FEWER THAN TEN bands can lay claim to being ground-breakers at the forefront of the grunge movement. While Seattle was the epicenter, California influenced some of the early sound with Los Angeles native Pat Smear (Nirvana), Encinitas resident Eddie Vedder (Pearl Jam, Temple of the Dog) and San Jose-born Scott Weiland (Stone Temple Pilots).
Stone Temple Pilots burst onto the scene with 1992's "Core" which featured four hits and propelled the band into a new stratosphere. Songs like "Wicked Garden," "Sex Type Thing," "Creep" and "Plush" were fueled by Dean DeLeo's distorted guitar and the forward leaning rhythym of Robert DeLeo's bass, Eric Kretz's drums and Weiland's inescapable stage presence.
The sad-song lyrics Weiland croons on "Plush" seem as relevant today as the day they were written (Where you goin' tomorrow? Where you goin' with the mask I found?).
The reflective, contemplative approach to "Creep" dials back the distortion with an underrated acoustic approach. So many bands from the grunge era had songs that sounded better acoustically because it cut back on the noise and allowed the lyrics to speak louder than guitars. Songwriters of that era had something to say about a world in which they felt alone. Look at how Nirvana's 1993 "MTV Unplugged" changed the perception of Kurt Cobain's songwriting.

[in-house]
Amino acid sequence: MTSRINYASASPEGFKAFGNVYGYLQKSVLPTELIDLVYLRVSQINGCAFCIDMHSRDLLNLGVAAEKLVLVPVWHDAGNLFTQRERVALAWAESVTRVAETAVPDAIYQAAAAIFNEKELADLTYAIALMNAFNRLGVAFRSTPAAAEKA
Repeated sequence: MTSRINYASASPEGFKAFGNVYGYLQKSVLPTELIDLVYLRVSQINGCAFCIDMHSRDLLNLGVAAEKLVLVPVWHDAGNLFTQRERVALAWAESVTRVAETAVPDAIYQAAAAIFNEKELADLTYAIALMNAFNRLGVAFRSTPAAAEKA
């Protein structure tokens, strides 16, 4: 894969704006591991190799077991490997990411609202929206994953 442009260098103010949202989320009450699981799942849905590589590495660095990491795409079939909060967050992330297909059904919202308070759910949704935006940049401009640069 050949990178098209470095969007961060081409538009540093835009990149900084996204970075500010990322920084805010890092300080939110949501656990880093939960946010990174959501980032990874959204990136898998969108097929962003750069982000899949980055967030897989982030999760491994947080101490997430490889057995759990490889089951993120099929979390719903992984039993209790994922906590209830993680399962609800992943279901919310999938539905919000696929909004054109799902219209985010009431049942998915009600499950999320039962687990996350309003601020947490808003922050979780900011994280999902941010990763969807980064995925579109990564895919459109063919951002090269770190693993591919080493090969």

STP sits comfortably in the conversation of top tier grunge acts from the 1990s. Their second album, "Purple," was well received by critics and featured more chart-topping songs with "Interstate Love Song" and "Vasoline."
As Weiland publicly and privately battled his well-known addictions, the band managed to stay together until 2003 and produced five albums in 11 years. As Weiland went solo and also helmed the supergroup Velvet Revolver, Stone Temple Pilots reunited in 2008. A lot of drama ensued, and the band eventually moved on without Weiland, who died of an overdose in 2015.
- No. 2 "Sex Type Thing"
- No. 8 "Creep"
- No. 9 "Plush"
🛢🛢🛢/5. Available everywhere since Sept. 29, 1992.